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Reflections on abortion and psychology: the hidden issues
By Professor Mary Boyle
September 2002

In June, a great deal of media attention was given to the story of a woman who was to sue the NHS for psychological trauma (guilt and self-hatred) she claimed she suffered from an abortion four years ago. As one of the psychologists on the British Psychological Society media list under 'abortion', I received several calls from journalists following up the story.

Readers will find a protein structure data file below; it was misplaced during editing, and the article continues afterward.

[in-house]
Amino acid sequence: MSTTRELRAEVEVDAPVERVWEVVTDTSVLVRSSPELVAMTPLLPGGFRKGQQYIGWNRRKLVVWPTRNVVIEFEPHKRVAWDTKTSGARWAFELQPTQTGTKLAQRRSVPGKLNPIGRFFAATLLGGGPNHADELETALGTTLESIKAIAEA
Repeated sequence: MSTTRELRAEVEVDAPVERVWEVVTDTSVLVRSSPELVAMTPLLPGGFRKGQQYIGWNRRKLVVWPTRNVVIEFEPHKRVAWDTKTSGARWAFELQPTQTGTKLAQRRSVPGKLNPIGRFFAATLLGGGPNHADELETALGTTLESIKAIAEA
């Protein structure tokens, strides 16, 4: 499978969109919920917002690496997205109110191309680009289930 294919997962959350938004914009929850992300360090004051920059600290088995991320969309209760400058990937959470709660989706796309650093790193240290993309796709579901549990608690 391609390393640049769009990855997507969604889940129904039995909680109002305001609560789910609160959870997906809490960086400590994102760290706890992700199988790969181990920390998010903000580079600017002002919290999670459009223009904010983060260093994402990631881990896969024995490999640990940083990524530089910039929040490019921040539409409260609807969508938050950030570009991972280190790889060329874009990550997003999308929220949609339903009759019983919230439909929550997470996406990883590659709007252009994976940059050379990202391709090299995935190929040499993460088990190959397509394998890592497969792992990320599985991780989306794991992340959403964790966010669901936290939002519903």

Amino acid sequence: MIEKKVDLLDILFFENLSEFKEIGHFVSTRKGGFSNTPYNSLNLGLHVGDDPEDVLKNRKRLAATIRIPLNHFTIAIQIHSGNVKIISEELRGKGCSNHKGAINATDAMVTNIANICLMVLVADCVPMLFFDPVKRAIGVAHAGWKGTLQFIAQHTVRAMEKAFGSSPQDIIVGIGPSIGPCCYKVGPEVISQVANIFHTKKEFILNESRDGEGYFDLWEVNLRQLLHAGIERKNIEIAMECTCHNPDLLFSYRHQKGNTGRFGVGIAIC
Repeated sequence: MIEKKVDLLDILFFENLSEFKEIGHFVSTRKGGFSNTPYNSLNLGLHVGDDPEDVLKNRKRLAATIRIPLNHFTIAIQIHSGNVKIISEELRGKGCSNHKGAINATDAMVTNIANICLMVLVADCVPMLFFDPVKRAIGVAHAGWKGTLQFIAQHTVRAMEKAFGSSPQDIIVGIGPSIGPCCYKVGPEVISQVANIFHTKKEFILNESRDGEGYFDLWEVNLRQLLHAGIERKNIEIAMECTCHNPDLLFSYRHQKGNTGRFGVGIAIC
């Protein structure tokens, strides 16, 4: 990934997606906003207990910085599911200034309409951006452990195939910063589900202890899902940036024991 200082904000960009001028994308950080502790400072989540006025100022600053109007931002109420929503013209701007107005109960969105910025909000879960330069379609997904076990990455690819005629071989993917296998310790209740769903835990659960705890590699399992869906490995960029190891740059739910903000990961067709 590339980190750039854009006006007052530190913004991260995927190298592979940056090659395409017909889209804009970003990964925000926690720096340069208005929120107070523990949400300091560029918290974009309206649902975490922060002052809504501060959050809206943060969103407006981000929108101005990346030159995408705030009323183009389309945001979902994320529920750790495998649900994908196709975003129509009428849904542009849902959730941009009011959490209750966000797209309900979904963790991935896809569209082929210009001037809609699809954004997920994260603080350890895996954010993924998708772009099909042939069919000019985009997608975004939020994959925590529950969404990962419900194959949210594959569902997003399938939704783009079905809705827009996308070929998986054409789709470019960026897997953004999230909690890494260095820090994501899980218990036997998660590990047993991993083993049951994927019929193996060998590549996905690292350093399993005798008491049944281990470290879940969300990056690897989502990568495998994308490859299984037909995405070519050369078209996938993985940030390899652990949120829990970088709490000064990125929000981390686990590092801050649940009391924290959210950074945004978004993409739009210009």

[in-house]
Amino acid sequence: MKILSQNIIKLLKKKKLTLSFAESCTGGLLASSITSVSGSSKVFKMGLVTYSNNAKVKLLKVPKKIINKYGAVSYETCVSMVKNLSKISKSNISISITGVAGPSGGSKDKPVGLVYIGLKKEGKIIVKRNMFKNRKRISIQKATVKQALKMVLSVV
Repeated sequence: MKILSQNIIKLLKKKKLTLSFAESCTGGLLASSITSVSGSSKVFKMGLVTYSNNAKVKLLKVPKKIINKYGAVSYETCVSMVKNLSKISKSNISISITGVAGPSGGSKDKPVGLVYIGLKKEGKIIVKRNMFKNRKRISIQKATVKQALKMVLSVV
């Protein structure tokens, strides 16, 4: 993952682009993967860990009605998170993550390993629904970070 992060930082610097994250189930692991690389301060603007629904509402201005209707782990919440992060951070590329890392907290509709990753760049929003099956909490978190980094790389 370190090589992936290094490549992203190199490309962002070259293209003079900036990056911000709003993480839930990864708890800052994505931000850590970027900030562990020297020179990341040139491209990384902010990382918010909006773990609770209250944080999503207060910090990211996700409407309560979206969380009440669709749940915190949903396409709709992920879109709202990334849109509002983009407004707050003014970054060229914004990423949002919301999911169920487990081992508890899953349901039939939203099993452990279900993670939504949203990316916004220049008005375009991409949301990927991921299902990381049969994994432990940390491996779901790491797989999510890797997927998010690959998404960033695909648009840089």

Their questions seemed quite straightforward: What kind of mental problems do women face when they have abortions? Is there any research on post-abortion distress? Should the woman have been warned about post-abortion trauma? And I could provide reasonably straightforward answers: Yes, there is a good deal of research on the psychological consequences of abortion and it consistently shows that few women experience significant or enduring psychological distress; the most prominent emotion reported by women after abortion is relief; distress may be associated with not feeling supported by others in the decision; feeling the decision was made by others and having a previous psychiatric history. I could have mentioned that in the late 1980s, in the hope of strengthening opposition to legal abortion, President Regan instructed his Surgeon General, Everett Koop, to report on the psychological effects of abortion. The American Psychological Association provided detailed submissions (Adler et al, 1992) and having reviewed the evidence, Koop, a noted anti-abortionist, refused to issue an official report. When questioned by Congress, however, he testified that from a public health perspective, the psychological risks of abortion were 'minuscule'. As to what the woman in this case should have been told, The Royal College of Obstetricians and Gynaecologists has published evidence based guidelines as part of the procedures for establishing informed consent to abortion. These recommend that abortion providers tell women that only a small minority of women experience any long-term adverse psychological sequelae after abortion.